Dementia With Lewy Bodies
Dementia with Lewy bodies (DLB) is one of the most common types of progressive dementia. The central feature of DLB is progressive cognitive decline, combined with three additional defining features: (1) pronounced “fluctuations” in alertness and attention, such as frequent drowsiness, lethargy, lengthy periods of time spent staring into space, or disorganized speech; (2) recurrent visual hallucinations, and (3) parkinsonian motor symptoms, such as rigidity and the loss of spontaneous movement. People may also suffer from depression. The symptoms of DLB are caused by the build-up of Lewy bodies – accumulated bits of alpha-synuclein protein -- inside the nuclei of neurons in areas of the brain that control particular aspects of memory and motor control. Researchers don’t know exactly why alpha-synuclein accumulates into Lewy bodies or how Lewy bodies cause the symptoms of DLB, but they do know that alpha-synuclein accumulation is also linked to Parkinson's disease, multiple system atrophy, and several other disorders, which are referred to as the "synucleinopathies." The similarity of symptoms between DLB and Parkinson’s disease, and between DLB and Alzheimer’s disease, can often make it difficult for a doctor to make a definitive diagnosis. In addition, Lewy bodies are often also found in the brains of people with Parkinson's and Alzheimer’s diseases. These findings suggest that either DLB is related to these other causes of dementia or that an individual can have both diseases at the same time. DLB usually occurs sporadically, in people with no known family history of the disease. However, rare familial cases have occasionally been reported.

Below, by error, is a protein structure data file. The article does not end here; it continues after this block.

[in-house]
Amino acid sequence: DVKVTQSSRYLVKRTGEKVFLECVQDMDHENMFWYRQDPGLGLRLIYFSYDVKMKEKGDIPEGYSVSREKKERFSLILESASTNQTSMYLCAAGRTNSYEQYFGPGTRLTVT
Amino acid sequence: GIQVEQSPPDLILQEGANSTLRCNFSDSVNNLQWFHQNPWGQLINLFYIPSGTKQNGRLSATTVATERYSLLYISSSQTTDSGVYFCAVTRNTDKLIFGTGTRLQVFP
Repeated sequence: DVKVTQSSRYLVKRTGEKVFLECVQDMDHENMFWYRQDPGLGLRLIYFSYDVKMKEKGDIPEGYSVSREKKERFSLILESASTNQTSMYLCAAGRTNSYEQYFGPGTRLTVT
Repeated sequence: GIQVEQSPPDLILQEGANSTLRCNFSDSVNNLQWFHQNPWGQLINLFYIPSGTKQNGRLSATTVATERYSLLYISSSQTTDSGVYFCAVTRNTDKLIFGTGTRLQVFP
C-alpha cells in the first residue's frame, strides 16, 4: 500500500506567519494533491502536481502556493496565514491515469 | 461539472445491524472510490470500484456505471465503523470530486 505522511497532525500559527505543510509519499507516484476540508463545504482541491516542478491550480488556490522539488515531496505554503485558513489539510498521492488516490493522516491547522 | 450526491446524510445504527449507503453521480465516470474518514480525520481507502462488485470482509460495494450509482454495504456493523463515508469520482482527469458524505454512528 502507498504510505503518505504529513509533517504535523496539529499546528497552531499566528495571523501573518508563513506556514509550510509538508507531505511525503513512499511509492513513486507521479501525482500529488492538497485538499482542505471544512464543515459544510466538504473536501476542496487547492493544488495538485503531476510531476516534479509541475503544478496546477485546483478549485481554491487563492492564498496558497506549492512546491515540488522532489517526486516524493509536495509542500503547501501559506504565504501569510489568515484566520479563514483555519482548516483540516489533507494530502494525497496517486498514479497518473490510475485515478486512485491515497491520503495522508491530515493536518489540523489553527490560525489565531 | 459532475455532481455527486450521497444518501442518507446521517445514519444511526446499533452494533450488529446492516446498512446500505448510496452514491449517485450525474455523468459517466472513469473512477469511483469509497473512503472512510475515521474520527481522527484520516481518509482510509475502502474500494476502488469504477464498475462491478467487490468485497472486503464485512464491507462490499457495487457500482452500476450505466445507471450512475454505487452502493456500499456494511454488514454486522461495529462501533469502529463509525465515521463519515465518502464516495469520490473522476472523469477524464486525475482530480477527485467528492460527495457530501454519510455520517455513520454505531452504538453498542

There is no cure for DLB. Treatments are aimed at controlling the cognitive, psychiatric, and motor symptoms of the disorder. Acetylcholinesterase inhibitors, such as donepezil and rivastigmine, are primarily used to treat the cognitive symptoms of DLB, but they may also be of some benefit in reducing the psychiatric and motor symptoms. Doctors tend to avoid prescribing antipsychotics for hallucinatory symptoms of DLB because of the risk that neuroleptic sensitivity could worsen the motor symptoms. Some individuals with DLB may benefit from the use of levodopa for their rigidity and loss of spontaneous movement.
Like Alzheimer’s disease and Parkinson’s disease, DLB is a neurodegenerative disorder that results in progressive intellectual and functional deterioration. There are no known therapies to stop or slow the progression of DLB. Average survival after the time of diagnosis is similar to that in Alzheimer’s disease, about 8 years, with progressively increasing disability.
Prepared by the National Institutes of Health